Trump downplays potential turnover: 'Everybody wants to work in this White House'

Trump downplays potential turnover: 'Everybody wants to work in this White House'
© Getty

President TrumpDonald John TrumpCNN's Camerota clashes with Trump's immigration head over president's tweet LA Times editorial board labels Trump 'Bigot-in-Chief' Trump complains of 'fake polls' after surveys show him trailing multiple Democratic candidates MORE on Wednesday dismissed reports that members of his administration are expected to depart, telling reporters "everybody" wants to work in the White House.

Trump was asked at a press conference in the East Room about potential changes to his Cabinet and his White House staff now that the midterm elections have come and gone. 

"There will be changes. Nothing monumental from that standpoint, I don’t think very much different from most administrations," Trump said.


"We have many people lined up for every single position," he continued. "Everybody wants to work in this White House. We are a hot country. This is a hot White House. We are a White House that people want to work with."

Trump on Wednesday would not get into specific changes he expects to make, other than to say his would likely mirror past administrations that made changes after the midterms.

Attorney General Jeff SessionsJefferson (Jeff) Beauregard SessionsThe Hill's Morning Report — Trump retreats on census citizenship question Alabama senator says Trump opposed to Sessions Senate bid Judiciary issues blitz of subpoenas for Kushner, Sessions, Trump associates MORE, White House press secretary Sarah Huckabee Sanders and Defense Secretary James MattisJames Norman MattisThis week: House Dems voting to hold Barr, Ross in contempt A brief timeline of Trump's clashes with intelligence director Dan Coats Chuck Todd on administration vacancies: 'Is this any way to run a government?' MORE are among the high-ranking officials who are reportedly expected to leave the administration by the end of the year.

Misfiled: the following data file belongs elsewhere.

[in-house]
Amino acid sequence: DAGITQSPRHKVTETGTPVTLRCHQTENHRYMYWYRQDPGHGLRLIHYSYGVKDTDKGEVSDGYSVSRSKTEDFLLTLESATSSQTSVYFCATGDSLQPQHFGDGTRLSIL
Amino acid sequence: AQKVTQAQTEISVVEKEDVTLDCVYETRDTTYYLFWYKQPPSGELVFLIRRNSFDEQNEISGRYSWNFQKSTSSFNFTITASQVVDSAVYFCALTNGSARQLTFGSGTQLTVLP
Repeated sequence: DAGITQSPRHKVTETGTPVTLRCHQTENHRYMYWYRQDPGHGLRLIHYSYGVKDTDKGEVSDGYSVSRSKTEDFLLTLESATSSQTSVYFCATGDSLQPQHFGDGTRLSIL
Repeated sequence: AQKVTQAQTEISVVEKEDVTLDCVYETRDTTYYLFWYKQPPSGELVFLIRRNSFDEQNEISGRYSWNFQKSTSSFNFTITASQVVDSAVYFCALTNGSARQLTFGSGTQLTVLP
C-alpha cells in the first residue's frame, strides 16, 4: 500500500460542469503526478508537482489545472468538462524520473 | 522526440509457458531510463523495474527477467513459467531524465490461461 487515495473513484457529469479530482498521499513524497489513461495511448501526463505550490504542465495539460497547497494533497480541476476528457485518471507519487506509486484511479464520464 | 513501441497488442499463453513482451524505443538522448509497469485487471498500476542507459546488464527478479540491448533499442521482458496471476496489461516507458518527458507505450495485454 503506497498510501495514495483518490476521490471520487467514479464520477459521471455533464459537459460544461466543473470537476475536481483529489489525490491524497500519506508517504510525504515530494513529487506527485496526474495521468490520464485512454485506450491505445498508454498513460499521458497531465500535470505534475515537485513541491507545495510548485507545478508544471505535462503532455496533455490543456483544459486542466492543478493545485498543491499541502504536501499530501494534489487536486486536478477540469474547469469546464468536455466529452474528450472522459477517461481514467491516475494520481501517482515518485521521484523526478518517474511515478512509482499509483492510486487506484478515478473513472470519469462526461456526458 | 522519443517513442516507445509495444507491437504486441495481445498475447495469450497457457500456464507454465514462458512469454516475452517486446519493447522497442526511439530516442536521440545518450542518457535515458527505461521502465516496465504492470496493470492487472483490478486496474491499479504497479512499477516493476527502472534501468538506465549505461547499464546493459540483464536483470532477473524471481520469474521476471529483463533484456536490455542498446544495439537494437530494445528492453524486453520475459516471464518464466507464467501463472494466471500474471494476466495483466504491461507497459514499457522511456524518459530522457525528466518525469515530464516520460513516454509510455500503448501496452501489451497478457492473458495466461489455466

Chief of Staff John KellyJohn Francis KellyMORE has also been the subject of persistent reports of his imminent departure, though Trump has committed to keeping him on through the end of his first term.

Ambassador to the United Nations Nikki HaleyNimrata (Nikki) HaleyAmerican women can have it all State denies report ex-spokeswoman received Fox salary while in administration Trump rules out Haley joining 2020 ticket MORE announced last month she will leave her position by the end of the year.

Trump has already cycled through multiple Cabinet officials and aides in his roughly two years in office.

Former Secretary of State Rex TillersonRex Wayne TillersonA brief timeline of Trump's clashes with intelligence director Dan Coats What is Trump's Iran end game? 'I alone can fix it,' Trump said, but has he? MORE was forced out and replaced by Mike PompeoMichael (Mike) Richard PompeoTrump's Iran policy proves the primacy of US power — but to what end? The Hill's Morning Report - Presented by JUUL Labs - Trump attack on progressive Dems draws sharp rebuke State Department raises concerns about Sweden's treatment of detained American rapper MORE, whose departure as head of the CIA led to Gina Haspel's appointment.

Trump is already on his third national security adviser with John Bolton, and his second press secretary with Sanders.

The president has also had two chiefs of staff and more than one head at the Homeland Security Department, Health and Human Services Department, Veterans Affairs Department and the Environmental Protection Agency.